Peer review is at the core of contemporary science. Although it has been doing an excellent job keeping junk research out, it has many flaws. I have a few ideas that could be used to improve the system.
Academic science turns around papers. As scientist, you do your research and then you make it public in a specialized journal. But before your paper is published, the journal editor will ask one or more specialists in the field of your research to review your paper and tell whether your findings are worth being communicated or not. This is the peer-review system and it is the core of science today.
Along the years, I’ve been playing the three roles: reviewer, editor, and specially author. Based on this experience, I collected a few ideas that could be tested to improve the system.
1. Clarification step
If someone tells you something and you do not understand well, what do you do? You say something like, “Pardon me, could you please explain your question?”
Reviewers can be awfully obscure sometimes. Authors often have to guess what they want, without the chance of asking for clarification.
The first step in the review process should be to grant the authors a period – say 48 hours – to request clarifications about the reviewers’ reports.
2. Review check-list
Reviewers’ reports are completely arbitrary. Apart of few general journal guidelines, each reviewer will focus on what he or she wants.
Editors should take reviewers by hand and guide them through the revision. A check-list is the way of doing that:
- Is the abstract consistent with the paper findings?
- Does the introduction adequately survey the literature? Anything missing?
Many top journals are adopting a “two positives or die” practice.
Editors send the paper to two reviewers and it is considered for publication only if it gets positive recommendation from both. This is bad. The reports are very much subjective. It’s comically common to get:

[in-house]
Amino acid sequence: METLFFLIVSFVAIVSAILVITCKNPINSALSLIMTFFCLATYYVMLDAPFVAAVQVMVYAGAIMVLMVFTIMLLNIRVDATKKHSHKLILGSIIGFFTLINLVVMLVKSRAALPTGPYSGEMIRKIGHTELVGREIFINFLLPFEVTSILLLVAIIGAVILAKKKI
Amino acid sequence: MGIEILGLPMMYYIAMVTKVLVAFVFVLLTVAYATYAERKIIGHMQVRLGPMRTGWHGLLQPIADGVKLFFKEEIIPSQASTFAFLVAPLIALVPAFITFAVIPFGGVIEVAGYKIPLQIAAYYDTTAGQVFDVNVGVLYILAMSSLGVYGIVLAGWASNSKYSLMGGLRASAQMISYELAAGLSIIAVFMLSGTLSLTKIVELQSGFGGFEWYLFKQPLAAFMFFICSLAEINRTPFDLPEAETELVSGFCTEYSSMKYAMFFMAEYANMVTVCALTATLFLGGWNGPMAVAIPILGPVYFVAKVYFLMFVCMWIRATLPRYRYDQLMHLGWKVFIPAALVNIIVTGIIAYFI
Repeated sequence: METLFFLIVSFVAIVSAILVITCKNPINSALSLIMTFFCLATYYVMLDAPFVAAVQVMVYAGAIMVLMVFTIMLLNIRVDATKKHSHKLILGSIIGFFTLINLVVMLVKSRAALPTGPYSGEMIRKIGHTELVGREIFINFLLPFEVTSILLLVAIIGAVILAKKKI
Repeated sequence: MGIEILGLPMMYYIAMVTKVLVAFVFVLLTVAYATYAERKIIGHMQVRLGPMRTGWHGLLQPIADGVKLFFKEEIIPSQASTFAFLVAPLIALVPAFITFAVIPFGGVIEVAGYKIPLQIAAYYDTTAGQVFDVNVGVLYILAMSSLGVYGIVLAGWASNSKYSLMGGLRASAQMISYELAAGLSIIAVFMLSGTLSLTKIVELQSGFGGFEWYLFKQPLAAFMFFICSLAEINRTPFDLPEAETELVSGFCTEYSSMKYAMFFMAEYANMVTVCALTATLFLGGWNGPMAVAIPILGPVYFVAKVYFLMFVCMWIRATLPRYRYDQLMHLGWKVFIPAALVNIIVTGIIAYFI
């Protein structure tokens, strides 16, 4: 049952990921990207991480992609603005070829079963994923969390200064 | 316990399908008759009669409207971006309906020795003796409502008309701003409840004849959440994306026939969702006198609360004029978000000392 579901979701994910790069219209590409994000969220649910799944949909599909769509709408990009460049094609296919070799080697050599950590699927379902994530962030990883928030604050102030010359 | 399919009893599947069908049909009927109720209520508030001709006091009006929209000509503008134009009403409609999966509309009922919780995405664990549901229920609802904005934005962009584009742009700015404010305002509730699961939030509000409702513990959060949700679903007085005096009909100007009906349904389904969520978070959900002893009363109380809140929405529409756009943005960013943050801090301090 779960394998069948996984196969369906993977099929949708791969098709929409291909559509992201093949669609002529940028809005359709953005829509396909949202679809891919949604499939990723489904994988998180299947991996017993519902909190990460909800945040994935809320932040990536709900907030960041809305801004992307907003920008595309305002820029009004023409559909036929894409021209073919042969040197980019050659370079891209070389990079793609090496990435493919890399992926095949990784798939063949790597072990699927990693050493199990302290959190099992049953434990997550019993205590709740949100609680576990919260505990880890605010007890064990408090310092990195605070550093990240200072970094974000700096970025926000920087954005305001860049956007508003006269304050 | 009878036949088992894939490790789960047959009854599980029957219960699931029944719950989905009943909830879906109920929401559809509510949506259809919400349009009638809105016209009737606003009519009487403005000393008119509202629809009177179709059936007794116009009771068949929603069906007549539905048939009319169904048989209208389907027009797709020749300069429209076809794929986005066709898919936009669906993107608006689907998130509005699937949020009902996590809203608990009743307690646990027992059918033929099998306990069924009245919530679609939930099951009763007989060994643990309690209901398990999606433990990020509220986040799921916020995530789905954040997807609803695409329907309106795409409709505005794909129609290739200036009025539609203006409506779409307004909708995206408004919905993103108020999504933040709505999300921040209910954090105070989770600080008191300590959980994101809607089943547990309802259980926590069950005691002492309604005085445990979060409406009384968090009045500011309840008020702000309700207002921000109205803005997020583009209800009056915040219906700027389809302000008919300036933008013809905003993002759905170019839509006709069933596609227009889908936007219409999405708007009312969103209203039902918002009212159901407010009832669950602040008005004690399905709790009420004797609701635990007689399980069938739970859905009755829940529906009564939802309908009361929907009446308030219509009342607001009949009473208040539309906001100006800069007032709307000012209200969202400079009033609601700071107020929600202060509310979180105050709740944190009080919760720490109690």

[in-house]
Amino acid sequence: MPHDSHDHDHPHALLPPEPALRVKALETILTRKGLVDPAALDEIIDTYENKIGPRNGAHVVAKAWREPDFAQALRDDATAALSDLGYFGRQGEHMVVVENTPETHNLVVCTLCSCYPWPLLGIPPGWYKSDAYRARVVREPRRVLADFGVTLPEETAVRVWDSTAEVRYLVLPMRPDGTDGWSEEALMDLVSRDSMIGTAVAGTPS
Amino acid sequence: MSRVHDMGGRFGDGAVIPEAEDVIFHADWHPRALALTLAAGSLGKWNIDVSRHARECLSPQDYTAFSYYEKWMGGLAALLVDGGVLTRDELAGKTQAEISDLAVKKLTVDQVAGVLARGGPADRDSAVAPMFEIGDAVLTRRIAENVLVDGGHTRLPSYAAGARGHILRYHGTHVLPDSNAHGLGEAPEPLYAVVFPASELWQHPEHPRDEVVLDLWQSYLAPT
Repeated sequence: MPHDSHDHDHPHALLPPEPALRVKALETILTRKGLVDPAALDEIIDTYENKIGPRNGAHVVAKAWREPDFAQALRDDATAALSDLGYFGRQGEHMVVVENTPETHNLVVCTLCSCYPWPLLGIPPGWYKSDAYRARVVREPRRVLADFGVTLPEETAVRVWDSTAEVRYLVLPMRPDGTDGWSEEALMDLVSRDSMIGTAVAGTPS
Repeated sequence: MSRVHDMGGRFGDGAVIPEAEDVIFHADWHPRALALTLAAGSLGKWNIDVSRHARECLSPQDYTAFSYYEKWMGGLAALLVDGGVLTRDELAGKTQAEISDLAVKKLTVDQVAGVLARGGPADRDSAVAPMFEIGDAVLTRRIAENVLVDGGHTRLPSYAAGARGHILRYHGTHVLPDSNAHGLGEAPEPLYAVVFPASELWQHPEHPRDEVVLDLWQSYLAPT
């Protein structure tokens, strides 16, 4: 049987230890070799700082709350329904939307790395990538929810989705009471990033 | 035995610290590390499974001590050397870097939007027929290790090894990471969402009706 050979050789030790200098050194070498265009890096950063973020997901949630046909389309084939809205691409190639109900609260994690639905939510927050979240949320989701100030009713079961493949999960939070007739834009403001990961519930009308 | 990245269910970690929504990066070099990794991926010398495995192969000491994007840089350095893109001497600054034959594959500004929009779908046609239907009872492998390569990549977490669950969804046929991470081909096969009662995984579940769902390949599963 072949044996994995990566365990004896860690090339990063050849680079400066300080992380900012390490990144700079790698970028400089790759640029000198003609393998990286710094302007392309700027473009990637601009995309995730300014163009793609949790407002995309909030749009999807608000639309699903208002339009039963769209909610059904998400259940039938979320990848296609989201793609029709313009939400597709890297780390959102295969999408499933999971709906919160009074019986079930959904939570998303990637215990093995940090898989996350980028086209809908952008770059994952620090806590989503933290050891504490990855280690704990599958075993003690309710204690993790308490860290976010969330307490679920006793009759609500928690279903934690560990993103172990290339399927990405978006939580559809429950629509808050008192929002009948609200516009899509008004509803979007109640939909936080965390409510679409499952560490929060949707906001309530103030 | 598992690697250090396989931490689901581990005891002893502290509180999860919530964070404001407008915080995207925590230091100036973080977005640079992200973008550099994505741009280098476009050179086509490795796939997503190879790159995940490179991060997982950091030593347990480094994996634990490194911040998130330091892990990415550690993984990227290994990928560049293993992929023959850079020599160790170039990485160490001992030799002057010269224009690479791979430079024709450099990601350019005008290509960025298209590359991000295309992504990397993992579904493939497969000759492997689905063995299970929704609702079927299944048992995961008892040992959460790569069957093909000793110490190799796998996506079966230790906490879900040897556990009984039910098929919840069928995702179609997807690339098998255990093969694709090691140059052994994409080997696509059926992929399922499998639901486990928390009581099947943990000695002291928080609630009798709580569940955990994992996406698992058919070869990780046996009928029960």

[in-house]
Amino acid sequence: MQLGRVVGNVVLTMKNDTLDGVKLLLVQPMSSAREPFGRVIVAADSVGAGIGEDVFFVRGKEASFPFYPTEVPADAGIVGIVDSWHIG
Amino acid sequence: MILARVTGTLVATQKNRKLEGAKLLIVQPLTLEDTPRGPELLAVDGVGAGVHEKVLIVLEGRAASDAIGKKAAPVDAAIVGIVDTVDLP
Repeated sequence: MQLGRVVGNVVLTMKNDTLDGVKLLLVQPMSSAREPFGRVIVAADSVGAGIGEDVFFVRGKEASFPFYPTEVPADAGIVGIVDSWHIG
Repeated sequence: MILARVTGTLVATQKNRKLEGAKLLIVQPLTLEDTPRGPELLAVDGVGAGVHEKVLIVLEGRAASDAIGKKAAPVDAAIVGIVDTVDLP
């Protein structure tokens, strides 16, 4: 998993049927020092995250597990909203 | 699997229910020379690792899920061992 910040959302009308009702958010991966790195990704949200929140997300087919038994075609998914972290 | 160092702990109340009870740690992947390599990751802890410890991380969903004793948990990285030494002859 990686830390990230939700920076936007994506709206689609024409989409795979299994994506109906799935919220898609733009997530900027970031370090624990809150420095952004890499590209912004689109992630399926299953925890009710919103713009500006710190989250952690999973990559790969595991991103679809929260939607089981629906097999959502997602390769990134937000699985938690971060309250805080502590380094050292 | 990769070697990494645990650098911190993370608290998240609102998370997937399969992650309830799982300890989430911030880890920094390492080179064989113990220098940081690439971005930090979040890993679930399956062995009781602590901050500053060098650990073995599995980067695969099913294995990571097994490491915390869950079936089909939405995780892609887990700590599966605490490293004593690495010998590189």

- Reviewer 1: “Awesome work! Publish as is.”
- Reviewer 2: “Are the authors out of their minds? Throw it into the garbage can.”
In such tie situation, to reject is a non-sense. But to save time and work, editors do it!
Please, editors, just ask for a tiebreak report.
4. Pay for review
Review work is unpaid. It is a tradition in the scientific community to do that for free. But we know, nothing is for free.
Reviewing a paper costs several working hours. Who is paying for that time? Of course, either the institution where the reviewer works or the reviewer, if the work is done in the free time. Thus, scientific journals have been cleverly transferring part of their costs to a third-party, many times, the public sector.
The practice of asking for a report on a paper comes from simpler times, where the editor was asking to a colleague a favor. Today, however, science and scientific journals are professional enterprises. They should adopt better practices.
The moral is:
Don’t ask me to do for free, one of the few things I know how to do.
5. Public reviewers list
To be a reviewer for a journal has symbolic value. It shows that the invited person is considered a peer, a specialist in the field. Specially for young researchers, this is an accomplishment that should appear in their CV’s.
However, how can you prove that you reviewed for a specific journal?
Editors could make public a simple general list of all people who reviewed papers for that journal. Simple like that, the value of being a peer reviewer would be acknowledged.
6. Authors shouldn’t do editor’s job: suggesting reviewers
Every journal asks for suggestions of potential reviewers (and also of people who should not review).
In principle, this is not bad, but it is often annoying. You have to waste time trying to remember people who could do the job well. Then, you tend to suggest big-shot names to show that you are not afraid of the revision, but also knowing that big shots are not going to take papers to review.
Editors could help with that by providing lists of potential reviewers from where authors could select.
. . .
That’s enough for today. I will tell the remaining 5 ideas to improve peer review in the next post.
- What do you think? Would these ideas help to improve peer review? Did I miss anything? Leave your comments or like below.
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- The illustration is based on the painting “The Alchemist” by David Teniers the Younger.